A conversation from Paris with Oscar Wilde and Moliere
Some readers and WBEZ listeners may know that I teach theater part-time at the University of Illinois at Chicago, which is why I was in Paris two weeks ago. No, UIC didn’t send me (couldn’t afford to, as the State of Illinois owes the university system about $450 million), but it was Spring Break and so I sent myself. Hey, WBEZ pays me the big bucks so why not spend ‘em?
Naturally, in Paris I found myself standing before the Comedie-Francaise, the famous theater company that’s only 350 years old. It’s often called the “Maison de Moliere” since the troupe is a direct descendent of Moliere’s royally-sponsored theater company of the 1660’s. Boldly, I asked the press office if they could arrange for me to interview Moliere and they were happy to oblige.
A time was set for what proved to be a sunny and pleasant day and I arrived at the appointed hour. I regret to report that Moliere was not very forthcoming. I really only had one question for him: what are you working on now? He refused to reply, but there was eloquence nonetheless in his cold and stony silence. Well, you know Parisians are infamous for their “hauteur,” for their aloof arrogance. Moliere may be a regular pantaloon on stage, but in person he’s Parisian through-and-through.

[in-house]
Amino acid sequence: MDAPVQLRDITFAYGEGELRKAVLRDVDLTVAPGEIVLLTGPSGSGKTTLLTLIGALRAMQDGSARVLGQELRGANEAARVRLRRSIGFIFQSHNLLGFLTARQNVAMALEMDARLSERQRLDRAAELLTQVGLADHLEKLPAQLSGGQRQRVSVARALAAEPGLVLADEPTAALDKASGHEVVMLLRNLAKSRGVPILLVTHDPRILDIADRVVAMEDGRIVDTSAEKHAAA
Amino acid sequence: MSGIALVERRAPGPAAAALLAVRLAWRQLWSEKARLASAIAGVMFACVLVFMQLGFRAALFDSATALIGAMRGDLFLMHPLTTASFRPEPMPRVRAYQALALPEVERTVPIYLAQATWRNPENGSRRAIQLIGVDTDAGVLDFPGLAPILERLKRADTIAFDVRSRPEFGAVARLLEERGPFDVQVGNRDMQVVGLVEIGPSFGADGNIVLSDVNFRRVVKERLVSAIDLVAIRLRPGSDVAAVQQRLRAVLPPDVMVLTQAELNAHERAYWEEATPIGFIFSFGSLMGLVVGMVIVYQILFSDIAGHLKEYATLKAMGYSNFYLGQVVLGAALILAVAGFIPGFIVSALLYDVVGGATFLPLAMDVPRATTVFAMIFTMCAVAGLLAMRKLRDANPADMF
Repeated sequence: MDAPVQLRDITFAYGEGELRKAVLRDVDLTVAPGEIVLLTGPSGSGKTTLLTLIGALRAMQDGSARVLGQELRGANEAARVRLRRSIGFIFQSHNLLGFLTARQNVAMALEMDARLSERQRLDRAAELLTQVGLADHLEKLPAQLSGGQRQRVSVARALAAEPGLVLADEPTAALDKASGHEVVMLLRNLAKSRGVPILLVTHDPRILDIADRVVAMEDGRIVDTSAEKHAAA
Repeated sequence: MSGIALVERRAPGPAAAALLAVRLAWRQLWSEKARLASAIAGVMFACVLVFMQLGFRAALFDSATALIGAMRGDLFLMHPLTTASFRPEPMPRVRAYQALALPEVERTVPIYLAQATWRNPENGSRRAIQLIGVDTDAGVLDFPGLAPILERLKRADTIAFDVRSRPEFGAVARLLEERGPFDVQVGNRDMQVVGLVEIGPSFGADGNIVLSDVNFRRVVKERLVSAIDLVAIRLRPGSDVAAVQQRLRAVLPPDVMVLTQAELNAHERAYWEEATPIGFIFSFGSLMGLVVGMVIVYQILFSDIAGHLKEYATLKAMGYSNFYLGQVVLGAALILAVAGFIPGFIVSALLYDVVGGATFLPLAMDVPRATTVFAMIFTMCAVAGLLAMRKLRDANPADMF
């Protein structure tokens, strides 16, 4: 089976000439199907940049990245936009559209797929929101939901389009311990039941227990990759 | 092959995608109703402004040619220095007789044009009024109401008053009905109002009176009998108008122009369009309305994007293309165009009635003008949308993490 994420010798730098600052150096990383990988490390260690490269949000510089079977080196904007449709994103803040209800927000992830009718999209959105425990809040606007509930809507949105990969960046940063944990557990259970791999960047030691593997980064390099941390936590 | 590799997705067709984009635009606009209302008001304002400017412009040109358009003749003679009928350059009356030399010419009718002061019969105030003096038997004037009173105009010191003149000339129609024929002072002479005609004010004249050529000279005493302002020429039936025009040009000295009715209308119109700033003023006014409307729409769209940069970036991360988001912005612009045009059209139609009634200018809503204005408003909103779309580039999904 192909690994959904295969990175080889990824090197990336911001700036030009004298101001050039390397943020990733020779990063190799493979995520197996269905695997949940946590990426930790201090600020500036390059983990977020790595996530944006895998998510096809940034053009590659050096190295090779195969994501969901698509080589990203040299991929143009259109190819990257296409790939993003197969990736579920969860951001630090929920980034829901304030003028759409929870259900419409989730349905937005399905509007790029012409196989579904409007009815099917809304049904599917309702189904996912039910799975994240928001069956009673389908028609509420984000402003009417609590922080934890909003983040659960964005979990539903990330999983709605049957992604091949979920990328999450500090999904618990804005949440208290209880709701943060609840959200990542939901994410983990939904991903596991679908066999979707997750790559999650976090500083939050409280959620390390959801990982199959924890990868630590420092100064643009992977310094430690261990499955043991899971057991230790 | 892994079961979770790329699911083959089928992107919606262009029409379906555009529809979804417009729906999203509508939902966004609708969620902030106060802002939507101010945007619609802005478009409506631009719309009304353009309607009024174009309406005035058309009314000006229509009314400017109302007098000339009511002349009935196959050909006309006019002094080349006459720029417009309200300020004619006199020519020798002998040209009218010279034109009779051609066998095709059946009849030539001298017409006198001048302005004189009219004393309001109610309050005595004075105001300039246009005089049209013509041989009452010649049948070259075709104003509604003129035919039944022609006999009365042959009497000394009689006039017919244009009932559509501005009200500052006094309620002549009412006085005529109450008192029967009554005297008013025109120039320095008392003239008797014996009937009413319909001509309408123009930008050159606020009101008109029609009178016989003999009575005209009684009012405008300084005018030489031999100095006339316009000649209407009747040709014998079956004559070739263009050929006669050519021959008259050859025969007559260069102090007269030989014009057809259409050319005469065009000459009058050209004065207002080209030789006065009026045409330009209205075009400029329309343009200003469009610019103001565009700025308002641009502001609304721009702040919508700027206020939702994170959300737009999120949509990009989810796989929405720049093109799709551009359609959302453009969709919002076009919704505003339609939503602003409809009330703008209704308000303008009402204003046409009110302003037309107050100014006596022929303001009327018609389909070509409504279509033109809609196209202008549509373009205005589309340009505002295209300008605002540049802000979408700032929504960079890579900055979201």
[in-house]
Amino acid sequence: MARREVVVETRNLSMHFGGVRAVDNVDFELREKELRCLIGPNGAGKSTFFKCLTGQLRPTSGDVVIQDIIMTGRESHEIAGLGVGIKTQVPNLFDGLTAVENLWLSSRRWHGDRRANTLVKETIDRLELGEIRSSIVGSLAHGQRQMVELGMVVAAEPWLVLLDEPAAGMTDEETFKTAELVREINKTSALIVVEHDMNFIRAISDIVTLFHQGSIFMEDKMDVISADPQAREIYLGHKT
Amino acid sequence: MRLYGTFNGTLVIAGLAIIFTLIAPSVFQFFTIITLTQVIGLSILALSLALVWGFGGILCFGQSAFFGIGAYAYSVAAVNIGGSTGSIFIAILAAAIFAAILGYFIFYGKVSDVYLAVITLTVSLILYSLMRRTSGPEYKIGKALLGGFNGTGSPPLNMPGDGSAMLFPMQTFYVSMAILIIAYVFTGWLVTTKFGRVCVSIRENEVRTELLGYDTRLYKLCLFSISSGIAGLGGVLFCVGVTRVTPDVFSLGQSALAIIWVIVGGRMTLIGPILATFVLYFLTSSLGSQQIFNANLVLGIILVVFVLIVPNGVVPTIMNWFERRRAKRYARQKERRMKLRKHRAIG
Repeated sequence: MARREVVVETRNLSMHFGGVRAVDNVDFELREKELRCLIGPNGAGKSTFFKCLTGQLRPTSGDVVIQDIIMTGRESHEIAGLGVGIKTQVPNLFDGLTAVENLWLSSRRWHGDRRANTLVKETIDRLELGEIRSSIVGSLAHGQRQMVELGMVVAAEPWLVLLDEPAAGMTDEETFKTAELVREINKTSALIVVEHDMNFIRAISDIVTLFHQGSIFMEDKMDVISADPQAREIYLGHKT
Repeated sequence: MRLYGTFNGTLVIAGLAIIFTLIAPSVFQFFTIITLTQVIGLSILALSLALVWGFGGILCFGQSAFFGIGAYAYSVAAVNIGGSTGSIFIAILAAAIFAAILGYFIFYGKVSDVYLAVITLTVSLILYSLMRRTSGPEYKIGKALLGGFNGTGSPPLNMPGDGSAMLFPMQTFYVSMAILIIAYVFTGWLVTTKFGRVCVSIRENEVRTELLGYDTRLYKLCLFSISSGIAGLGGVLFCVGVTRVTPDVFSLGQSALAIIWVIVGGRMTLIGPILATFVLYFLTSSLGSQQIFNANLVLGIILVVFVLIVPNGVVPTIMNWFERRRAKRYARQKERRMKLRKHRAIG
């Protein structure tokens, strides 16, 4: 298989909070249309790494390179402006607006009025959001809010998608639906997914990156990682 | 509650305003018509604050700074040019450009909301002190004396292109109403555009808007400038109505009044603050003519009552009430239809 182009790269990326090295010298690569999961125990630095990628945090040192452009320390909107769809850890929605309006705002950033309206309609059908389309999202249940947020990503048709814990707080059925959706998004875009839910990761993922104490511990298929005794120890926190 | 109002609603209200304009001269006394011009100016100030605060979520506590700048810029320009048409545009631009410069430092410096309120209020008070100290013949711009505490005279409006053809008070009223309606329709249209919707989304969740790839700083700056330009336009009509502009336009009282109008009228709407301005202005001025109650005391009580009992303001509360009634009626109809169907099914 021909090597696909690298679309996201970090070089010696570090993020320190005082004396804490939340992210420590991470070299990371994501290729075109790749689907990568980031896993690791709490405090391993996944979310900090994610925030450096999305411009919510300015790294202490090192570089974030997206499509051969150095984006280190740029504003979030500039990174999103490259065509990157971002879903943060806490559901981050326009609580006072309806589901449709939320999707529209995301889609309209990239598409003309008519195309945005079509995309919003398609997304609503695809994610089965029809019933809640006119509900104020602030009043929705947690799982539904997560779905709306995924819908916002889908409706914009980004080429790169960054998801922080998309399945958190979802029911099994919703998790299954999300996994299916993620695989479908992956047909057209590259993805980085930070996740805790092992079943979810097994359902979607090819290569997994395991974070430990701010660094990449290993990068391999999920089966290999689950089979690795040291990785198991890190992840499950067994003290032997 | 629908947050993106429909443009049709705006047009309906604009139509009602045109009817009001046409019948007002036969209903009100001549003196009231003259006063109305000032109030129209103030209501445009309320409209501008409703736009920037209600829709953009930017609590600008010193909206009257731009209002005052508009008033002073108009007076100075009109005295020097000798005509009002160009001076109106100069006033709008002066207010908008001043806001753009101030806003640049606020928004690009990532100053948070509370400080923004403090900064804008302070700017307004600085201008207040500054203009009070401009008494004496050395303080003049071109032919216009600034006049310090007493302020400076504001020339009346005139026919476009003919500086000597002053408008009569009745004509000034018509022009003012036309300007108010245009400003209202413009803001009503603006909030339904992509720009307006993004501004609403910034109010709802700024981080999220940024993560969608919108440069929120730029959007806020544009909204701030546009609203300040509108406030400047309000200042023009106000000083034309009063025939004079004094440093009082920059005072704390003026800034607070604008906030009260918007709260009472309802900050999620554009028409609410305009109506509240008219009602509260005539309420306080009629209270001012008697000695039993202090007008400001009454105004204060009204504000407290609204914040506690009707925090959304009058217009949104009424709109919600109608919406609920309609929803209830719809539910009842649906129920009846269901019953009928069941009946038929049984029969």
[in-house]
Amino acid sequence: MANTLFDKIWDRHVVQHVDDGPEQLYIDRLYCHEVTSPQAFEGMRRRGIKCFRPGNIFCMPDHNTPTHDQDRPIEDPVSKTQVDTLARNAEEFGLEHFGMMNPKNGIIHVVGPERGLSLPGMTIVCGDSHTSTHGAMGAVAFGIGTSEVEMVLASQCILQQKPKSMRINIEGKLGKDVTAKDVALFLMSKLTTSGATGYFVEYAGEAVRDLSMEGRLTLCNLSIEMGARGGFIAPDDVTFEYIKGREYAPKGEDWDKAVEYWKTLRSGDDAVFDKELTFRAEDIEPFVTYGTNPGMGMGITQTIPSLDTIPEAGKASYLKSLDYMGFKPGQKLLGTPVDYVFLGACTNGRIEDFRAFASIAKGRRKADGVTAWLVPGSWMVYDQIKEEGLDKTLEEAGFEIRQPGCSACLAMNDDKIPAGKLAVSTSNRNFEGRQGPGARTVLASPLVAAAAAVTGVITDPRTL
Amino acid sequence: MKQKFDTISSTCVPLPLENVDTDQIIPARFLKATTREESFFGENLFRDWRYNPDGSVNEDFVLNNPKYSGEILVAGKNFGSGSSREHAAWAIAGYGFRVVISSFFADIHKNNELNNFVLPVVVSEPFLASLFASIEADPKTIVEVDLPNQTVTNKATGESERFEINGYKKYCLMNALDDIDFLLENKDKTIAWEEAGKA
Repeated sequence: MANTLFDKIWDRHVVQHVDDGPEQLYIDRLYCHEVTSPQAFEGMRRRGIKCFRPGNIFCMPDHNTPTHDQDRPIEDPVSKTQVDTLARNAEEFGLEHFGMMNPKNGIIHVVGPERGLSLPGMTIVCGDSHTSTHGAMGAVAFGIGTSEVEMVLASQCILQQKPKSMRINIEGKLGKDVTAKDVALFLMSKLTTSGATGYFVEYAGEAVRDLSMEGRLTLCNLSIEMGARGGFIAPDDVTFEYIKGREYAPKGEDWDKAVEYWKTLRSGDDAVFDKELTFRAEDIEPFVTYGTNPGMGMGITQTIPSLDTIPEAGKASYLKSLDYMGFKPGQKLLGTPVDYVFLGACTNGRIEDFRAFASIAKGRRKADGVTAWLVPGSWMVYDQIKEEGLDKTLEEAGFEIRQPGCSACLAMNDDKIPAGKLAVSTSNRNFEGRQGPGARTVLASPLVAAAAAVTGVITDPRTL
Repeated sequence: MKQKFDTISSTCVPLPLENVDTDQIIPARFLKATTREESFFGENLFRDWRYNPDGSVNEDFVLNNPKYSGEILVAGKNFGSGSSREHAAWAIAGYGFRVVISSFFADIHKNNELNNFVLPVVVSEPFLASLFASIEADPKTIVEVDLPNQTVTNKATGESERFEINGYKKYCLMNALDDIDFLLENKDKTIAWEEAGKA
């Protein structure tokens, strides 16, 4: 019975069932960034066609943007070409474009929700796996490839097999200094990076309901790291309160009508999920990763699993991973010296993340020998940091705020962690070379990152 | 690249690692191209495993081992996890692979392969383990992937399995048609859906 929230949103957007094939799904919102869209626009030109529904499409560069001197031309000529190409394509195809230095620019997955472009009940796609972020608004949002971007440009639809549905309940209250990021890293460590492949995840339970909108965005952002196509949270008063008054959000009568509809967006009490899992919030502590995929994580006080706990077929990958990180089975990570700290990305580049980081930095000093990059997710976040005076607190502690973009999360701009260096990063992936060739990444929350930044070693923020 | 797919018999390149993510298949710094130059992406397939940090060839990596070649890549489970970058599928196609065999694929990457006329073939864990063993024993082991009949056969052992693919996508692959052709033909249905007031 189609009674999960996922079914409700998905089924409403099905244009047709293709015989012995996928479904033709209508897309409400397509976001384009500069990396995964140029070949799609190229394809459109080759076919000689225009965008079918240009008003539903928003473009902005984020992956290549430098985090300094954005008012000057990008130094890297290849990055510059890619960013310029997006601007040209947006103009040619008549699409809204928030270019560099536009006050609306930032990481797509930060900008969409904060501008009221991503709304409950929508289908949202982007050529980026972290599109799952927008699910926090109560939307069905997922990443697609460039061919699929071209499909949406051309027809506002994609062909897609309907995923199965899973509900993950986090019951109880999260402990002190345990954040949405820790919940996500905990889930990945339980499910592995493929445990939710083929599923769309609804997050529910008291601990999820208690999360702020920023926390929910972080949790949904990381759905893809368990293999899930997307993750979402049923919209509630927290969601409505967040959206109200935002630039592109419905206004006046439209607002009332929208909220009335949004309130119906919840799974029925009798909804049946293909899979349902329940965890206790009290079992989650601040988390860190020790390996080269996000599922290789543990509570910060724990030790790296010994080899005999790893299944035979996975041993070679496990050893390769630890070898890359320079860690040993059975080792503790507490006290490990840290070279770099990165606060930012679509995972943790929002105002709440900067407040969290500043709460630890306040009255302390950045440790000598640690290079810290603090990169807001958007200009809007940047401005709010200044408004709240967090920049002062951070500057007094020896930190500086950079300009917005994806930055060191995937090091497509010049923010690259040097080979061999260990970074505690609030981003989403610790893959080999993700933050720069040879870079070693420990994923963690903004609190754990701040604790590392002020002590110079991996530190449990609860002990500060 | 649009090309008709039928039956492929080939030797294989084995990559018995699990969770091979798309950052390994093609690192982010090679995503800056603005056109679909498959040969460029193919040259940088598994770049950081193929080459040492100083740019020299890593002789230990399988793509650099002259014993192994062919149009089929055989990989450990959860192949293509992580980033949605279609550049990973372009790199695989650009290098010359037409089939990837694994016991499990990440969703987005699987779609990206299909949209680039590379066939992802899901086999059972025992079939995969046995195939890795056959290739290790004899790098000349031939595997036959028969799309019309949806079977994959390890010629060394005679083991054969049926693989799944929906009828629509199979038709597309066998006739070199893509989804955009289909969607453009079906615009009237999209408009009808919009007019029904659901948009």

I still had time to kill and a press deadline to meet, so I thought I might try my luck with a famous Anglo-Irish expatriate playwright whom I heard was in Paris. To my relief, Oscar Wilde was far more forthcoming. When I asked Oscar what he was working on, he said “I really don’t know, but I hear whispers all around me.”
“Well, Mr. Wilde,” I replied, “the only thing worse than being talked about is NOT being talked about.”
“Ah, yes,” he said. “That sounds familiar.”
“Do the whispers say anything in particular?” I asked.
“They are a bit muddled,” he allowed. “I hear many voices talking at once, but they seem to be urging me to write about ‘the love that dare not speak its name.’ Alas, perhaps it IS time to do so.”
“Rather past time,” I said. “Then again, Noel Coward never did address the subject directly, and neither did Tennessee Williams until very late in his career.”
“Noel who?” Oscar said. “And Tennessee? Isn ‘t that part of the American frontier?”
Oscar and even Moliere allowed me to have my picture taken with them. And then I was off to call on Edith Piaf and Marcel Marceau.